Goals of the transportation justice movement include:

Accessibility – Increase transportation options and affordability giving community member's greater access to goods, jobs and services.
Increased public health and safety - Improve infrastructure that reduces air pollution and pedestrian and bicyclist collisions by cars. 
Equity in investment and benefits – Prioritize transportation investments for historically underserved communities and there is an equitable distribution of transportation benefits by providing high quality services to all.

In 2014, elected officials from the San Diego region work to determine how to best invest money in transportation and what the future of transportation options should look like. Get involved to make your voice heard and ensure transportation justice for all. This email address is being protected from spambots. You need JavaScript enabled to view it. to learn more information or get involved: (619) 474-0220 ext. 130.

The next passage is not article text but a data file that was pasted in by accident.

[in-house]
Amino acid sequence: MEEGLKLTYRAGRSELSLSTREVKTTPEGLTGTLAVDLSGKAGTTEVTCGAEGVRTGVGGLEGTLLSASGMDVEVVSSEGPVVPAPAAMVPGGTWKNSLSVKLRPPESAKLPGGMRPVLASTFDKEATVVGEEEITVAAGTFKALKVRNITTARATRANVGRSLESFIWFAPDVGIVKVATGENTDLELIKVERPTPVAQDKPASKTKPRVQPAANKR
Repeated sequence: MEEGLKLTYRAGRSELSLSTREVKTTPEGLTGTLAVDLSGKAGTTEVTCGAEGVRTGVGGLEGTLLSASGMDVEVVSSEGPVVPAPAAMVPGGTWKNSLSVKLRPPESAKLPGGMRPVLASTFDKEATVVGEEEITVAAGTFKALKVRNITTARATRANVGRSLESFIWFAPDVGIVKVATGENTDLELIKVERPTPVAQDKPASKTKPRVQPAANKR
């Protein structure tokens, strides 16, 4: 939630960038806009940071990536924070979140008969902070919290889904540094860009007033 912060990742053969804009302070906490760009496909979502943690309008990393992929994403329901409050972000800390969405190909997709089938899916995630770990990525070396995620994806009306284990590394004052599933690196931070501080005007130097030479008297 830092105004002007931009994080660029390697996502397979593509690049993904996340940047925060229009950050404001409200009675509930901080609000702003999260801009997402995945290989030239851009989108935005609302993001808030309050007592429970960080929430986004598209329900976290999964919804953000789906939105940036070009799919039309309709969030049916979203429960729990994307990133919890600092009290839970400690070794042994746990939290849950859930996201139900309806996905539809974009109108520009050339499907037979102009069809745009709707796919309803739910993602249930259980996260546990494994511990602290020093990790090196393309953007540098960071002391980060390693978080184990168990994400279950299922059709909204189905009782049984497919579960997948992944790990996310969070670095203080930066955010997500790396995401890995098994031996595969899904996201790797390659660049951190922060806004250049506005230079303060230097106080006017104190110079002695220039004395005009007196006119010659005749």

Please read the original post by California Environmental Justice Alliance here

President Obama recently announced his new plan to address climate change. The plan proposes new rules to cut carbon dioxide emissions from the nation's remaining coal fired power plants. Announced through the Environmental Protection Agency's (EPA) Clean Power Plan by EPA Administrator Gina McCarthy, the President and the EPA propose to cut carbon dioxide pollution from the nation's existing power plants 30 percent from 2005 levels by 2030.